Now Fatherland, Fatherland, show us the sign your children have waited to see. The morning will come when the world is mine; tomorrow belongs to me. “Tomorrow Belongs To Me,” written by John Kander for the play “Cabaret.”
I loathe going to movies alone. If the flick is great, I wanna talk about it. If the flick sucks, I wanna commiserate with a friend. Most movies are somewhere in between, and if I picked the right companion the after-movie discussion can be better than the viewing experience itself. In seeing Ant-Man and The Wasp: Quantumania, I was joined by my dear friend Martha Thomases, of DC and Marvel fame. We’ve enjoyed some great movies together, although some would be defined by critics as shitty.
Is a movie shitty even if you had a good time? Well, perhaps by consensus, but that should not humble your experience retroactively. Portal-to-portal, going out to the movies these days is an expensive proposition: the old phrase “coming soon to a theater near you” is obsolete because the vast majority of humanity no longer lives near a movie theater (Martha is a lucky exception). So when you add up all of your expenses, assuming you are willing to pay the going theater rate for a quarter’s worth of pop corn, seeing any movie in the theater is likely to cost the better part of a mortgage payment. Of course, those few surviving movie palaces of yesteryear are now showing live theater and kinda-live concerts, so we’ve got to shoehorn ourselves into little boxes made of ticky-tacky and endure twenty minutes of commercials before we get to the trailers.
But it’s a choice we, as the paying audience, choose to make. Not so much the movie critics. They have to see damn near everything, and I sympathize. They’ve been subjected to so many flickering images it’s a wonder they’re not all epileptics.
However, that does not justify those many critics who are simply assholes. They weren’t drafted, and reviewing movies does not yet count as community service. Tell me what you think, give me some facts and comparisons, and do not be pompous, arrogant or snotty about it. In the arrogate your brains, Mr. and Ms. Critic, are no better than those of the movie going public at large, and these days, you are no better informed about movies than the rest of us. Calm down, and just tell us why you think Mr. Kane’s girlfriend sucked.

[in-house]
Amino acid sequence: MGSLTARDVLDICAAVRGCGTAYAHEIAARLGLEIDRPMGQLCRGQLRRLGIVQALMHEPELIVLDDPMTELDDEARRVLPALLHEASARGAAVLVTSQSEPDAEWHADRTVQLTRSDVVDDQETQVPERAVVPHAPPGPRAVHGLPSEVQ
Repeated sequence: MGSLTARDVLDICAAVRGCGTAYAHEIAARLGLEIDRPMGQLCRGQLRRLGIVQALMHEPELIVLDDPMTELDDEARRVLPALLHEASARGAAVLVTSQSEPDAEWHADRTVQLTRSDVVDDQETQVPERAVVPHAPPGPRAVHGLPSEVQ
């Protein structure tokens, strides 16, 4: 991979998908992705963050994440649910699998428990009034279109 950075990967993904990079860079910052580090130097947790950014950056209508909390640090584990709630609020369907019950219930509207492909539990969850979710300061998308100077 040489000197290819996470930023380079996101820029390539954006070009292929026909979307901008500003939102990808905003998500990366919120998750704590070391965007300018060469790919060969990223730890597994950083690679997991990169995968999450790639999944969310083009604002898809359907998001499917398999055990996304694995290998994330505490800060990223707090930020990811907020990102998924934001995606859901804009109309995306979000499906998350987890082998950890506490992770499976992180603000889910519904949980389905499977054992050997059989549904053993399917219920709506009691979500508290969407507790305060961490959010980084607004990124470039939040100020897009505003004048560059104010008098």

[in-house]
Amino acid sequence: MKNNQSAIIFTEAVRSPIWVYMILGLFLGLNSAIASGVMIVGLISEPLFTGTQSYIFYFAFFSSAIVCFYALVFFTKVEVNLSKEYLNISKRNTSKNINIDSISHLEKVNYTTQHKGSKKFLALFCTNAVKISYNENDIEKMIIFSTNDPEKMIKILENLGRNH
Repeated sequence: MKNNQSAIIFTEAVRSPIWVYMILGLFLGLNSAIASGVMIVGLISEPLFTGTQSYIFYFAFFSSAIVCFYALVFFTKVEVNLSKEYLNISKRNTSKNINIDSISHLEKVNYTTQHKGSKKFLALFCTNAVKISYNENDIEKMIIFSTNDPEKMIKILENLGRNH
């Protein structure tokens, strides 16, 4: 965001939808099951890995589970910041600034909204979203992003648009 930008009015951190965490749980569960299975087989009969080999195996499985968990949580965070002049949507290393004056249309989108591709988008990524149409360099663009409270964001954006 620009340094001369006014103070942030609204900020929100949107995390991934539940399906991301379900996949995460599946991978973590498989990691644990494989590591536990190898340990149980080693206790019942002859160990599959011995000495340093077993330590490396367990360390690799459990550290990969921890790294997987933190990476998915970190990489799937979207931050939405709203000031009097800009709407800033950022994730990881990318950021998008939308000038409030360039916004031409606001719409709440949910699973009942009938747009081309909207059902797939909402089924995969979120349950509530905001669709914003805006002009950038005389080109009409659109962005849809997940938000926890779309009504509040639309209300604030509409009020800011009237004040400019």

Which brings me back to Quantumania, a visually beautiful movie with a fantastic cast, including several of the most honored performers of our time. The plot is Superhero 103 — it’s what you do when you’ve done two previous features with the same great cast and you’re setting up a major villain whose storyline will continue through a bunch more movies. Was it fun? Yes, I had a good time, and it seemed Martha did as well — our post-movie conversation happened during a cold windstorm and, noting that I’m deaf, there was a lot of shouting.
Did the critics? Well, by and large, No. Some did, but most of these pompous, arrogant and snotty professional key-pounders remain deeply resentful the rest of us chose to pay good money to see so many of them.
This is self-defeating. If not for the success of the superhero movies, a hell of a lot more theaters would have closed down over the past there years. Something’s gotta pay the rent so you self-absorbed bards without a shred of perspective can earn your livings bitching about redundancy and repetition.
Oddly, I don’t read these criticisms in their reviews of the endless rubber-stamp romcoms, gangster movies, and pithy war flicks. Most all of these movies, some of which I personally enjoy, suffer from the same issues that overwhelm critics who can’t pull the massive stick out of their asses before they join their babbling buddies in the screening room. I guess that’s because by the end of these romcoms, gangster movies, and pithy war movies the stars get laid, get killed, or both. Critics seem to think that makes them art flicks.
So the critical community was thrilled to see Quantumania’s box office take a significant drop in its second weekend. Gee, it’s only taken in $364,000,000 in its opening 11 days, with weeks to go in the theaters and years to go in secondary media. As it turns out, the bug flick had serious competition from a movie that attracts the same type of audience, Cocaine Bear, based upon a “true” story. I’ll probably see that one on teevee; I understand that before dying the bear was a very successful day trader.
(Fun Fact: Cocaine Bear was written and produced by Phil Lord and Chris Miller, who did the highly-regarded and extremely profitable movie Spider-Man: Into the Spider-Verse.)
So these critics look at the numbers and went into their “Marvel is dead, Marvel is dead” dance. If we were talking about Gotti, Left Behind, or Return to the Blue Lagoon I might understand — although I have not seen any of them, and I suspect each has their followers. Maybe. But these snobs were so excited that a Marvel movie didn’t do as well as some of its predecessors, even though it still managed to win both weekends while averaging over $35,000,000 a day.
It’s like blaming the death of so, so many newspapers on the movie critics. Well, maybe there’s a point there.
Of course, Quantumania still did better this weekend than did the Bear. But reality has little affect on the pompous, the arrogant and the snotty.